The industry has come a long way over the past few decades. We’ve modernized our rigs and equipment and have created many automated technologies that reduce human intervention and increase safety. Yet, we’ve done little to address the actual drilling process, said Frank Springett, National Oilwell Varco senior research & development engineer. Now, with the new SPRED Rig, NOV hopes to do exactly that.
Speaking at the 2009 IADC Drilling Onshore Conference & Exhibition on 21 May in Houston, Mr Springett described the development process for the new rig concept. He noted that the design inspiration actually came out of an NOV manufacturing facility in Orange, Calif. By addressing the manufacturing process and implementing a culture change – and without adding any assets – that facility was able to drastically improve efficiency. For example, it went from producing 86 top drives a year to more than 300 a year.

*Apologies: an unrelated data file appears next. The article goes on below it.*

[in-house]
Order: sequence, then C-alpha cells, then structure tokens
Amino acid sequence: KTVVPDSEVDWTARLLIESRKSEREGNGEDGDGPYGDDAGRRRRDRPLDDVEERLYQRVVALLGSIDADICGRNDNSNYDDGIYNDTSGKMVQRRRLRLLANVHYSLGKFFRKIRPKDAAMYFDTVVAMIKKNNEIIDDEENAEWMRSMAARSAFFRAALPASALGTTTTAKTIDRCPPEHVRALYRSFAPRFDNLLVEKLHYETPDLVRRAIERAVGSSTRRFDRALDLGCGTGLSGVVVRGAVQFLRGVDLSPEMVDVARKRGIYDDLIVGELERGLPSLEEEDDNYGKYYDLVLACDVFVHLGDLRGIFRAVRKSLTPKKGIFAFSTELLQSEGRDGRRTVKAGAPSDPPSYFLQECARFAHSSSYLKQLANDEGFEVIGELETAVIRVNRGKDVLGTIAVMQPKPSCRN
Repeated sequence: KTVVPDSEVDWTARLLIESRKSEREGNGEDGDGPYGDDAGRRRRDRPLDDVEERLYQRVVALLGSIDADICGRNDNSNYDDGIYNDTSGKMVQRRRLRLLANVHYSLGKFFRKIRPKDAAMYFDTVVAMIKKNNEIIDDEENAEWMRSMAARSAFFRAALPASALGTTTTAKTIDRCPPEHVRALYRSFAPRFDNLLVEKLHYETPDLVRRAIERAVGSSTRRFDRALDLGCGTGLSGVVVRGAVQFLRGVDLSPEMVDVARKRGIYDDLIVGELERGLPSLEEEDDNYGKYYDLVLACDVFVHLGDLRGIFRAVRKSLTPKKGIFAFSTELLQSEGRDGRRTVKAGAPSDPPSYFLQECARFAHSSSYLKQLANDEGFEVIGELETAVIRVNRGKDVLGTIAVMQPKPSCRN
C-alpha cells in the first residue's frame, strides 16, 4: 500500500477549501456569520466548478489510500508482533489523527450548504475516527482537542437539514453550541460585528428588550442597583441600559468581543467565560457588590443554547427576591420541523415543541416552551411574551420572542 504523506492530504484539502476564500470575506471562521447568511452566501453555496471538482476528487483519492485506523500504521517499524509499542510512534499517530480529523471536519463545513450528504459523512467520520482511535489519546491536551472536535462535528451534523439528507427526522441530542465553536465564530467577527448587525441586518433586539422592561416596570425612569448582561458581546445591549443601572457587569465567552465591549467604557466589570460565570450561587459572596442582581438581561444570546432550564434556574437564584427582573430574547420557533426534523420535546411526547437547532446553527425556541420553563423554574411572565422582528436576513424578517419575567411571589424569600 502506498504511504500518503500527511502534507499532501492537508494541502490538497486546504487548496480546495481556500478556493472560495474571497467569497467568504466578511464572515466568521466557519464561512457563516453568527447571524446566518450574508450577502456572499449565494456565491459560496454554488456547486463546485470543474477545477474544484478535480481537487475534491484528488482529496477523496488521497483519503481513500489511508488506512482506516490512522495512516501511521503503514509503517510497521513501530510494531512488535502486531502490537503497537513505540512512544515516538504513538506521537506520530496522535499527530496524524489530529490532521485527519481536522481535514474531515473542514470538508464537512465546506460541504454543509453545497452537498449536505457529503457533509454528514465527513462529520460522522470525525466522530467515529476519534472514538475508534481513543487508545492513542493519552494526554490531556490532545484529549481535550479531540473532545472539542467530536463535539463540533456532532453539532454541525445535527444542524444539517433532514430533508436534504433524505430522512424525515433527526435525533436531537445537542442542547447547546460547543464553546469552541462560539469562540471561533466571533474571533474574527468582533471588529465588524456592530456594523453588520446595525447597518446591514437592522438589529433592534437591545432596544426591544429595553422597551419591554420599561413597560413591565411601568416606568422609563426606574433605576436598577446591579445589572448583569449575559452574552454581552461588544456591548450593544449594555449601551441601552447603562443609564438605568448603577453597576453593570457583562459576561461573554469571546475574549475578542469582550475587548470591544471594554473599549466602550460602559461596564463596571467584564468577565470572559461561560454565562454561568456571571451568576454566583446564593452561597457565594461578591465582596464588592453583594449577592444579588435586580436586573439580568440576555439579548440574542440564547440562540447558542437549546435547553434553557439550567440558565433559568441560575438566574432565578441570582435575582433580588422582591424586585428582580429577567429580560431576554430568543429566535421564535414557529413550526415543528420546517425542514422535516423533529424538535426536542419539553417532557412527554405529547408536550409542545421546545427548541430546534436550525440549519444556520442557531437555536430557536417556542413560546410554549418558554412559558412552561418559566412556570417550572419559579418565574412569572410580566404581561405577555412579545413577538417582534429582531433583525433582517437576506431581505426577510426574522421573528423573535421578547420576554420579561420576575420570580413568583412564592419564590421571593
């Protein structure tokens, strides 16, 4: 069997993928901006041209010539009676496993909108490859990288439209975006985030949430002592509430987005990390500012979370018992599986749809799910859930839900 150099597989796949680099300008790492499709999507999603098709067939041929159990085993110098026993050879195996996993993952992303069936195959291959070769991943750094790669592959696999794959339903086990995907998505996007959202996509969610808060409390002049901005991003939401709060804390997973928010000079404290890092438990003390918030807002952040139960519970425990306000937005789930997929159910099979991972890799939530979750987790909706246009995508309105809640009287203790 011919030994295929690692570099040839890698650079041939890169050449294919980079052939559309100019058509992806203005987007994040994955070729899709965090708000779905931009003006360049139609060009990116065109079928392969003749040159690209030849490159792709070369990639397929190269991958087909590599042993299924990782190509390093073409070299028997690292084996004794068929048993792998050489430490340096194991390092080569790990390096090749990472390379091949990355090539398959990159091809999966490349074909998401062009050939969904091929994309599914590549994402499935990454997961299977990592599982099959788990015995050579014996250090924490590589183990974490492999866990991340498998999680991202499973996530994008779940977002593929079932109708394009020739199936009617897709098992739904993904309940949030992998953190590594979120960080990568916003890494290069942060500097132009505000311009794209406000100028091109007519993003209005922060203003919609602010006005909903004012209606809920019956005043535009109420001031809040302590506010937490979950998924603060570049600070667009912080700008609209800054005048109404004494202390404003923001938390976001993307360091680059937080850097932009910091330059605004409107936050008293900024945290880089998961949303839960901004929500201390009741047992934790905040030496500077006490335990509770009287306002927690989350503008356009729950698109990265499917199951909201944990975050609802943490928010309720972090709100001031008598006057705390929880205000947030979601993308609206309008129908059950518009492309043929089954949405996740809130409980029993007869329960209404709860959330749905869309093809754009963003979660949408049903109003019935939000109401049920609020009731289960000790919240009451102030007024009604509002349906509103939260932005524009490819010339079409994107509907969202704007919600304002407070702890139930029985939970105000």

NOV’s SPRED Rig changes the drilling process to enable a three- to four-time reduction in the time needed to drill batch wells.
So NOV applied the same manufacturing principles to drilling, and according to Mr Springett, the resulting rig concept could potentially bring a three- to four-time savings in time for batch-drilling. The rig doesn’t include a lot of brand-new technologies or equipment; in fact, it uses many components from NOV’s Rapid Rig. What’s different here is that it identifies bottlenecks in the drilling process so that flat time can be reduced or eliminated, such as time to trip in/out of hole, run casing, etc.
Challenges that would have to be addressed with the use of this rig design would include:
- • Well planning.
- • Site operations.
- • Well control.
- • Environment/pad.
- • Culture change.
In conclusion, Mr Springett said, even though this is a higher-cost rig, the time savings it provides will ultimately provide net savings.
A detailed article about the SPRED Rig was published in the May/June 2009 issue of Drilling Contractor.